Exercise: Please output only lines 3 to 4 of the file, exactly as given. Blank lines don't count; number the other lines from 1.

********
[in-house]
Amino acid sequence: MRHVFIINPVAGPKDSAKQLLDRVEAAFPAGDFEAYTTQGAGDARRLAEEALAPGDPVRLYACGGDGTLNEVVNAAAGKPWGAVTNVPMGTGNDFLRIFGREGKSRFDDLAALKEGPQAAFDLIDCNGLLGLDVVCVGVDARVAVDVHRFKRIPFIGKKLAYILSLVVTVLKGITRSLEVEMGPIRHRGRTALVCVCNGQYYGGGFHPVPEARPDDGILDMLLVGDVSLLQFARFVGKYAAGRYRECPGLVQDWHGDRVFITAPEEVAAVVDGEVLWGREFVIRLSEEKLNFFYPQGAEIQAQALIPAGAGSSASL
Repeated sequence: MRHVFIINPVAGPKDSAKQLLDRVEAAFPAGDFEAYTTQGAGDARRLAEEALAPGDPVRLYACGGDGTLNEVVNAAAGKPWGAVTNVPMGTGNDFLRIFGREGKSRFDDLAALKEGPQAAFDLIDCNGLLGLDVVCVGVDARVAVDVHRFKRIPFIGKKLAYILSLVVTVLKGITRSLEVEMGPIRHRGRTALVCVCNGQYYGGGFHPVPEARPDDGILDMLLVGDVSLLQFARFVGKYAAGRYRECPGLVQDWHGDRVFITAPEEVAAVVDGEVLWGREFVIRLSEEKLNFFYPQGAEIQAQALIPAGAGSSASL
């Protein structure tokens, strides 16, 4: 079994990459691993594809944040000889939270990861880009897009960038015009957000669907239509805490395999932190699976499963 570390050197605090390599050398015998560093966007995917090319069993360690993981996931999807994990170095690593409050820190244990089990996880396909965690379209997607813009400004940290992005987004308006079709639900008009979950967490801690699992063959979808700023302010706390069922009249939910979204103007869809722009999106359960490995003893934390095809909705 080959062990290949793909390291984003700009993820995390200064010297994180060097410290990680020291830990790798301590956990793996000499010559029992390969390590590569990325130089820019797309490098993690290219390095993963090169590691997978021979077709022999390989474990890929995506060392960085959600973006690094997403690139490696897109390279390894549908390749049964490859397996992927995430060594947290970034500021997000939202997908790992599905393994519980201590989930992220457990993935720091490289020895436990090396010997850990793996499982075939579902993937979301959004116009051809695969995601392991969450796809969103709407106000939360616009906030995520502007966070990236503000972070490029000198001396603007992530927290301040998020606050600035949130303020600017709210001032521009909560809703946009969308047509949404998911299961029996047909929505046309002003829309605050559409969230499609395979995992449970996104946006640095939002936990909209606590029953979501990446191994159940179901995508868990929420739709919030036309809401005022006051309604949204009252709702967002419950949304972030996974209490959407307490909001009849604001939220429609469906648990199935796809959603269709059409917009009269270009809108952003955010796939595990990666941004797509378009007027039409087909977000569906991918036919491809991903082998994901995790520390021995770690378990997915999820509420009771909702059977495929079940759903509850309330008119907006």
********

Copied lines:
Repeated sequence: MRHVFIINPVAGPKDSAKQLLDRVEAAFPAGDFEAYTTQGAGDARRLAEEALAPGDPVRLYACGGDGTLNEVVNAAAGKPWGAVTNVPMGTGNDFLRIFGREGKSRFDDLAALKEGPQAAFDLIDCNGLLGLDVVCVGVDARVAVDVHRFKRIPFIGKKLAYILSLVVTVLKGITRSLEVEMGPIRHRGRTALVCVCNGQYYGGGFHPVPEARPDDGILDMLLVGDVSLLQFARFVGKYAAGRYRECPGLVQDWHGDRVFITAPEEVAAVVDGEVLWGREFVIRLSEEKLNFFYPQGAEIQAQALIPAGAGSSASL
């Protein structure tokens, strides 16, 4: 079994990459691993594809944040000889939270990861880009897009960038015009957000669907239509805490395999932190699976499963 570390050197605090390599050398015998560093966007995917090319069993360690993981996931999807994990170095690593409050820190244990089990996880396909965690379209997607813009400004940290992005987004308006079709639900008009979950967490801690699992063959979808700023302010706390069922009249939910979204103007869809722009999106359960490995003893934390095809909705 080959062990290949793909390291984003700009993820995390200064010297994180060097410290990680020291830990790798301590956990793996000499010559029992390969390590590569990325130089820019797309490098993690290219390095993963090169590691997978021979077709022999390989474990890929995506060392960085959600973006690094997403690139490696897109390279390894549908390749049964490859397996992927995430060594947290970034500021997000939202997908790992599905393994519980201590989930992220457990993935720091490289020895436990090396010997850990793996499982075939579902993937979301959004116009051809695969995601392991969450796809969103709407106000939360616009906030995520502007966070990236503000972070490029000198001396603007992530927290301040998020606050600035949130303020600017709210001032521009909560809703946009969308047509949404998911299961029996047909929505046309002003829309605050559409969230499609395979995992449970996104946006640095939002936990909209606590029953979501990446191994159940179901995508868990929420739709919030036309809401005022006051309604949204009252709702967002419950949304972030996974209490959407307490909001009849604001939220429609469906648990199935796809959603269709059409917009009269270009809108952003955010796939595990990666941004797509378009007027039409087909977000569906991918036919491809991903082998994901995790520390021995770690378990997915999820509420009771909702059977495929079940759903509850309330008119907006």